Flowmeter Selection Basics
The first step in selecting a flow sensor is to determine if the required flow-rate information should be continuous or totalized and whether these data are needed locally or remotely. If remotely, should the transmission be analog, digital or shared? If shared, what is the required minimum data-update frequency? Once these questions have been answered, the properties and flow characteristics of the process fluid (gas or liquid) and the properties and configuration of the piping that will accommodate the flowmeter should be evaluated.
Next, determine the required flowmeter range by identifying the minimum and maximum flows (mass or volumetric) that will be measured. After that, the required flow-measurement accuracy needs to be determined. Accuracy is typically specified in percentage of actual reading, percentage of calibrated span or percentage of full-scale units. Accuracy requirements should be separately stated at minimum, normal and maximum flow. Unless you know these requirements, meter performance may not be acceptable over its full range.
When purchasing a new flowmeter to measure gas flows in heat-treating applications, it’s important to remember the distinction between the instrument’s operating range and design range.
Some variable-area flowmeters offer full-scale operation, while others offer a very limited range – “not below 25% and not above 90% of scale capacity,” for example. In other words, if the flowmeter is rated for 0 to 2,000 cubic feet per hour (cfh), you can only obtain accurate readings when the flow is between 500 and 1,800 cfh.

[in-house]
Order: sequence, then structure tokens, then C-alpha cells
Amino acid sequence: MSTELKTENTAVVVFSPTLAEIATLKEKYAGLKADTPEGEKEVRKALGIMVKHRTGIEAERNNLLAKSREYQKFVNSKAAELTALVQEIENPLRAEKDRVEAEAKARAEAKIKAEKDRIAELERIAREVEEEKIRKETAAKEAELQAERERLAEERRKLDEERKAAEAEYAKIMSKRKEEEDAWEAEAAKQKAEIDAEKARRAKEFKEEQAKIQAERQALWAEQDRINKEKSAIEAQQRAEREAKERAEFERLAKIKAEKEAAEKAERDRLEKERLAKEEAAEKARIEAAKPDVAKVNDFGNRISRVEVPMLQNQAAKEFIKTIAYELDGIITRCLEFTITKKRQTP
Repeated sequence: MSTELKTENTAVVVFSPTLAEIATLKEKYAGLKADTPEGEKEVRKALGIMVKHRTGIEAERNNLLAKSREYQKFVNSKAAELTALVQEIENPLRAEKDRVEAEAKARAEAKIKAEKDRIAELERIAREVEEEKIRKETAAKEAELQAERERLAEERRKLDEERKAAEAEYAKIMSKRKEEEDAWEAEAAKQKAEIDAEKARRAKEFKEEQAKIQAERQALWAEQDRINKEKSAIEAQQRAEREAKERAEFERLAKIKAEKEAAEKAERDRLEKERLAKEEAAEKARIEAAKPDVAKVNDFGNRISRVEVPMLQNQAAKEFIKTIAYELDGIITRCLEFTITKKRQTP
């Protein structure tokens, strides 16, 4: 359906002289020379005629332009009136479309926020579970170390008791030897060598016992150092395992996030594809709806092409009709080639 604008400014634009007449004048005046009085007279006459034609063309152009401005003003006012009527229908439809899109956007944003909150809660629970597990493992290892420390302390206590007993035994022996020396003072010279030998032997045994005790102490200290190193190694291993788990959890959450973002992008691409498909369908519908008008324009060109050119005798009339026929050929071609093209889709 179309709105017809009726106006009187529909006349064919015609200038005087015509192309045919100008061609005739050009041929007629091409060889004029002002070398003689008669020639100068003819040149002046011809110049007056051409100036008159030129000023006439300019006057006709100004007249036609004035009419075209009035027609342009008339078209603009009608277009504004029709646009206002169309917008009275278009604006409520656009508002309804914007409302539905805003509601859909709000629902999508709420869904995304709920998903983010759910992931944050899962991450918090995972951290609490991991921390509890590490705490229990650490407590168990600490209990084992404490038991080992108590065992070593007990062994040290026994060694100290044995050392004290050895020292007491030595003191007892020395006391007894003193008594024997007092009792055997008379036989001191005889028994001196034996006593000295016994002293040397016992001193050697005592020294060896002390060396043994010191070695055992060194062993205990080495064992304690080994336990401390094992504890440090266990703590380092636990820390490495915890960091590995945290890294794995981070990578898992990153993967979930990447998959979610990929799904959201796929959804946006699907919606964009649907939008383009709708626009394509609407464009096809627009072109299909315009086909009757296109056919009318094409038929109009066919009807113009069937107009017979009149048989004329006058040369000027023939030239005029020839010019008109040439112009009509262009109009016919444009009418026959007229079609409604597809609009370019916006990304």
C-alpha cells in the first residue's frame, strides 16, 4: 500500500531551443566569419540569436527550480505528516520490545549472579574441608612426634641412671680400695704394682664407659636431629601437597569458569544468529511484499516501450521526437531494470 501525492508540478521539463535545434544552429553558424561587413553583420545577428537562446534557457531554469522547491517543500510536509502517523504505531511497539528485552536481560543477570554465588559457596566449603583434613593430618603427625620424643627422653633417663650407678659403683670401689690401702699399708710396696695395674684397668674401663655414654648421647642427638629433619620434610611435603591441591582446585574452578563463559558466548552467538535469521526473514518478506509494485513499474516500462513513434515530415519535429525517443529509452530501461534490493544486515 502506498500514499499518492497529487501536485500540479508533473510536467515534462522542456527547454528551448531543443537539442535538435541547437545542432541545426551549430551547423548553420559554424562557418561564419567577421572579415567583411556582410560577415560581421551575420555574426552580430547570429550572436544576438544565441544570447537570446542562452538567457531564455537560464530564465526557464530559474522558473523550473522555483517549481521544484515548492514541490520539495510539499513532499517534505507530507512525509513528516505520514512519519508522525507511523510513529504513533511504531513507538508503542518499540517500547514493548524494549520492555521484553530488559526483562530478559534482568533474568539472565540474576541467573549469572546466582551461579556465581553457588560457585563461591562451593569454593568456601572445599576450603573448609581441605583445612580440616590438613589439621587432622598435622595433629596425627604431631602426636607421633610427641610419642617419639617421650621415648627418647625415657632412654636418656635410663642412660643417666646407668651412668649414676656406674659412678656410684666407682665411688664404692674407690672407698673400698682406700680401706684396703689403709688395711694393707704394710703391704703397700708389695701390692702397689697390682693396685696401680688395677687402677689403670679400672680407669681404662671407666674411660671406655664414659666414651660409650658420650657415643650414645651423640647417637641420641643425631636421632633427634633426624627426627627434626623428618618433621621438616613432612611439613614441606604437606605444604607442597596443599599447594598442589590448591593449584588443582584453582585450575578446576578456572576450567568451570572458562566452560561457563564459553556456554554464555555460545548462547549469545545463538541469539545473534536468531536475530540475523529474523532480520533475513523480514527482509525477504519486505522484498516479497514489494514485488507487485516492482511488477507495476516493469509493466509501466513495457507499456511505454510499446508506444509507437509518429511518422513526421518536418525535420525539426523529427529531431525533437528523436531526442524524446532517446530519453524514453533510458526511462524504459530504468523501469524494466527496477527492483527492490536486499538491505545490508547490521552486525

If flow measurement has to cover a wide flow range, then select a flowmeter that has a high turndown. An alternative but costly approach is to install several different-size flowmeters with automatic or manual switching based on flow range.
A good rule of thumb for sizing a flowmeter is to purchase one “in the middle third.” It should be sized so that the actual flow will be no less than 33% and no higher than 67% of the scale you select. This gives you the ability during actual operation to compensate for unexpected changes in flow requirements that may occur. Over the life of a heat-treating furnace, process requirements and operating conditions often change, sometimes dramatically, and you want your gas measurement to remain accurate.
If knowing the proper flow rate is required for a variable-area rotameter, be aware that a change in temperature, pressure or specific gravity of the gas from that for which the meter was calibrated will cause a serious error in the indicated scale reading. It is quite common in a heat-treat shop to find flowmeters operating at pressures and temperatures different from those for which they were calibrated.
References are available at the end of part 2 in this series.